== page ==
• Thanks for the comment Ryan! Yea, ‘tl;dr’ is a common thing these days, usually found on reddit where thread discussion can get pretty lengthy. But I’ve seen a lot of bloggers starting to use it which is pretty cool! And wow, 4-5 times a day is impressive!

  • I’ve decided to try a different approach in 2014 Jesse when it comes to my blog.

    I think people often associate lots of comments and social shares as defining a popular blog.

    However, it doesn’t necessarily make it a successful blog.

    To me a successful blog not only gets lots of traffic and social shares but it’s also targeted traffic that will convert to sales – whether that be from affiliate promotions or your own products.

    I don’t think having tonnes of comments really comes into it.

    So, for 2014 I’m going to focus on writing and promoting and everything else comes second.

    • That’s a great point Tim. I think every blog has standard of quality and that effects how their content is accepted and shared. With conversion goals pre-determined, I think most blogs (at least in the marketing education niches) can put more emphasis on developing a community of contributors and readers.Generally speaking, priorities are very different for solo bloggers like us versus communities like Entrepreneur, Social Media Examiner, Moz, etc….

  • Ha! I still shake my fist at that blog post that got that many comments. In reality, we see between 100 and 150 comments daily. That was just a whim. But thank you for including us!

    • Haha it was a valiant effort for sure – I think posts like that and discussions on SpinSucks have a real voice that most sites in the strategic communication niche cannot match. It’s refreshing when humor seeps through what can sometimes feel like a dry wall of educational articles. Also, looking forward to Wednesday – I think my guest post on a reddit PR crisis is going live :) Thanks for stopping by Gini, I appreciate it!

      • Yes! I read the post this morning and think it’s very good! Reddit scares me…I’ve stalked the PR subreddits before, but am too scared to jump in.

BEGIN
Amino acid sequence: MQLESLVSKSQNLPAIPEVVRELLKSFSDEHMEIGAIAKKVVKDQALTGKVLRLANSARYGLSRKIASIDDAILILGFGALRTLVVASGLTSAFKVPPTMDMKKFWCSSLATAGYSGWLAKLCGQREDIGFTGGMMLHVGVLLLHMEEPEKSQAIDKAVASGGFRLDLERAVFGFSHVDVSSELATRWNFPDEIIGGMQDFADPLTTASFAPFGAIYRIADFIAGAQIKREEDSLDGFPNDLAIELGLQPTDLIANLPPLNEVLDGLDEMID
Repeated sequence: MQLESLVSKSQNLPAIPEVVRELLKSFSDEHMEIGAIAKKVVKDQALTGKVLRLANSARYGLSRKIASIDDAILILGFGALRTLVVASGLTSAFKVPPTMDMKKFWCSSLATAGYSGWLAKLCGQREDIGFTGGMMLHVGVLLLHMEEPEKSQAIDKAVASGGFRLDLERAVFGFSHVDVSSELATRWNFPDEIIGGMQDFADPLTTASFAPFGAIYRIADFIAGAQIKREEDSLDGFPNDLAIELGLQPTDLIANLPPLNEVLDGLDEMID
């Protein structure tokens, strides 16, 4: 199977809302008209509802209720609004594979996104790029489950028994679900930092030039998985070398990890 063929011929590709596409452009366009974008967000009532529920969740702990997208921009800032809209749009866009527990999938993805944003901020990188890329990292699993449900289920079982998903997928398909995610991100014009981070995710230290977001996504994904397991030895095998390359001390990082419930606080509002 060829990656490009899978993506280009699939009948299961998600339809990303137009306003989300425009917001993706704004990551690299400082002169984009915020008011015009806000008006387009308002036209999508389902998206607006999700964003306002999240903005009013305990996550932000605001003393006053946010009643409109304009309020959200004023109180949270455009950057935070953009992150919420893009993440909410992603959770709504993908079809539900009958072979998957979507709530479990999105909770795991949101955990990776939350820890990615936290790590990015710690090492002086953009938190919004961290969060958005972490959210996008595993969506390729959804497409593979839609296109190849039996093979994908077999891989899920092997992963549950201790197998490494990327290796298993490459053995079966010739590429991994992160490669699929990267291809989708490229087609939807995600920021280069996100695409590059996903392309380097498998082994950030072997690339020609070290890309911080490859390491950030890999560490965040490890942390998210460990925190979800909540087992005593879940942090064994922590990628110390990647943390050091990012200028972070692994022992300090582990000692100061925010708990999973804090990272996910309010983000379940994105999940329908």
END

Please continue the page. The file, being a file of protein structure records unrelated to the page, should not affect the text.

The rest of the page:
• Agree with what Tim said.

    A popular blog isn’t necessarily successful (also depends upon our definition of success). I just launched my new blog and I got great feedback for my first post (but, I don’t consider it as much of an achievement….most of the commenters came to my blog because I commented on theirs – reciprocation).

    There is nothing wrong with the thought (I am sure we could use the content to convince those commenters to become loyal readers…read and comment not just because of reciprocation, but also because they liked what they read).

    For me, the secret sauce is ‘you’ (the writer). The stories and experiences of the writer/blog owners. That’s the main reason why I visit many blogs (even though I am already familiar with many of the tips they present….).

    Anyways, thank you for sharing this, Jesse! (Nice to meet you, btw. Thanks to Tim for directing me here).

    • Thanks for stopping by Jeevan, your insights are very accurate. It’s true, success, beauty – anything really, is in the eye of the beholder (as cliche as that sounds haha). I think popularity has layers. For example, when I see a post by certain social media *experts* I realize that all of the comments are simple “nice post!”. They are popular, but the popularity is of robot-like followers. The popularity of sites like Spin Sucks, Social Media Examiner, Moz, Matthew Woodward has a deeper layer of value, where social engagement impacts their business goals (such as social proof giving us the security to click on an article, where more social proof gives us the security to click on an affiliate link). Also, looks very clean; I’m looking forward to your future posts :)

      • No mention, Jesse :)

        Agreed. I hate it when I see comments like that, especially on popular blogs. But, it is understandable. Most of those folks are brand new bloggers and they don’t have to know about what commenting is and how effective/useful it can be.

        Yes, I am more inclined to participate in a blog with a active community (Even if the author is a successful blogger with eBooks, products and tons of shares, I usually don’t participate if there isn’t an active community on the blog. Although, people who offer services and other products may not necessarily have time to maintain an active community on their blog).

        Thank you :)